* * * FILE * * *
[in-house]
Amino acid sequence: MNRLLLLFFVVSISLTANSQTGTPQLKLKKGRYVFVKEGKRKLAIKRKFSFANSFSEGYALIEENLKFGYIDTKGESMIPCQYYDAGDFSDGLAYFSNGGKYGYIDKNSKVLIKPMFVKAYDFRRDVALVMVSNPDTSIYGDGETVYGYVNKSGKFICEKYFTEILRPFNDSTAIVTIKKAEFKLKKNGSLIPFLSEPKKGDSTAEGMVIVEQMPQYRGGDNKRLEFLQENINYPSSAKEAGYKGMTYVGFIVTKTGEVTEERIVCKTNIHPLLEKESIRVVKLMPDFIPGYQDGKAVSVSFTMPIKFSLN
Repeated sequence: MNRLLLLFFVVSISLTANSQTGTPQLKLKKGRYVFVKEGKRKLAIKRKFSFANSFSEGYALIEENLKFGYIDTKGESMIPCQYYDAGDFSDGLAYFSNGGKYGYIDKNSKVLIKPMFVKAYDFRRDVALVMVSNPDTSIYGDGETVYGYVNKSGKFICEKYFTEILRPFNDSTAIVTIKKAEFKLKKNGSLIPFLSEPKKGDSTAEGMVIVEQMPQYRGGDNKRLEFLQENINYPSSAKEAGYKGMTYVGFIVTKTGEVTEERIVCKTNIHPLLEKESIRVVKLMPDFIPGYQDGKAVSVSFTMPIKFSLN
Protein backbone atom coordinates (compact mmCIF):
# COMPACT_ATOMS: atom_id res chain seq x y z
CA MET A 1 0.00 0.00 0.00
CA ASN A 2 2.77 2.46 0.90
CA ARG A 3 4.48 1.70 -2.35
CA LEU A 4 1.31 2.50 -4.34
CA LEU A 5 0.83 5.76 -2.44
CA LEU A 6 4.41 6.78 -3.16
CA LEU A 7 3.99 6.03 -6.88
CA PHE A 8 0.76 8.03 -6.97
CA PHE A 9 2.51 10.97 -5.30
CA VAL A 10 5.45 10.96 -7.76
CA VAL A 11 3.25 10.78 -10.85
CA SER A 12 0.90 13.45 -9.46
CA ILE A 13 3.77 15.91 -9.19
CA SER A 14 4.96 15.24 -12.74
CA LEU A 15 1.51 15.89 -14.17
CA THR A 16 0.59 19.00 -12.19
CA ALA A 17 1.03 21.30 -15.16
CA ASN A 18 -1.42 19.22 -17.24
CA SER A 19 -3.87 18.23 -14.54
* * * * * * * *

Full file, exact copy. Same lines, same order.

[in-house]
Amino acid sequence: MNRLLLLFFVVSISLTANSQTGTPQLKLKKGRYVFVKEGKRKLAIKRKFSFANSFSEGYALIEENLKFGYIDTKGESMIPCQYYDAGDFSDGLAYFSNGGKYGYIDKNSKVLIKPMFVKAYDFRRDVALVMVSNPDTSIYGDGETVYGYVNKSGKFICEKYFTEILRPFNDSTAIVTIKKAEFKLKKNGSLIPFLSEPKKGDSTAEGMVIVEQMPQYRGGDNKRLEFLQENINYPSSAKEAGYKGMTYVGFIVTKTGEVTEERIVCKTNIHPLLEKESIRVVKLMPDFIPGYQDGKAVSVSFTMPIKFSLN
Repeated sequence: MNRLLLLFFVVSISLTANSQTGTPQLKLKKGRYVFVKEGKRKLAIKRKFSFANSFSEGYALIEENLKFGYIDTKGESMIPCQYYDAGDFSDGLAYFSNGGKYGYIDKNSKVLIKPMFVKAYDFRRDVALVMVSNPDTSIYGDGETVYGYVNKSGKFICEKYFTEILRPFNDSTAIVTIKKAEFKLKKNGSLIPFLSEPKKGDSTAEGMVIVEQMPQYRGGDNKRLEFLQENINYPSSAKEAGYKGMTYVGFIVTKTGEVTEERIVCKTNIHPLLEKESIRVVKLMPDFIPGYQDGKAVSVSFTMPIKFSLN
Protein backbone atom coordinates (compact mmCIF):
# COMPACT_ATOMS: atom_id res chain seq x y z
CA MET A 1 0.00 0.00 0.00
CA ASN A 2 2.77 2.46 0.90
CA ARG A 3 4.48 1.70 -2.35
CA LEU A 4 1.31 2.50 -4.34
CA LEU A 5 0.83 5.76 -2.44
CA LEU A 6 4.41 6.78 -3.16
CA LEU A 7 3.99 6.03 -6.88
CA PHE A 8 0.76 8.03 -6.97
CA PHE A 9 2.51 10.97 -5.30
CA VAL A 10 5.45 10.96 -7.76
CA VAL A 11 3.25 10.78 -10.85
CA SER A 12 0.90 13.45 -9.46
CA ILE A 13 3.77 15.91 -9.19
CA SER A 14 4.96 15.24 -12.74
CA LEU A 15 1.51 15.89 -14.17
CA THR A 16 0.59 19.00 -12.19
CA ALA A 17 1.03 21.30 -15.16
CA ASN A 18 -1.42 19.22 -17.24
CA SER A 19 -3.87 18.23 -14.54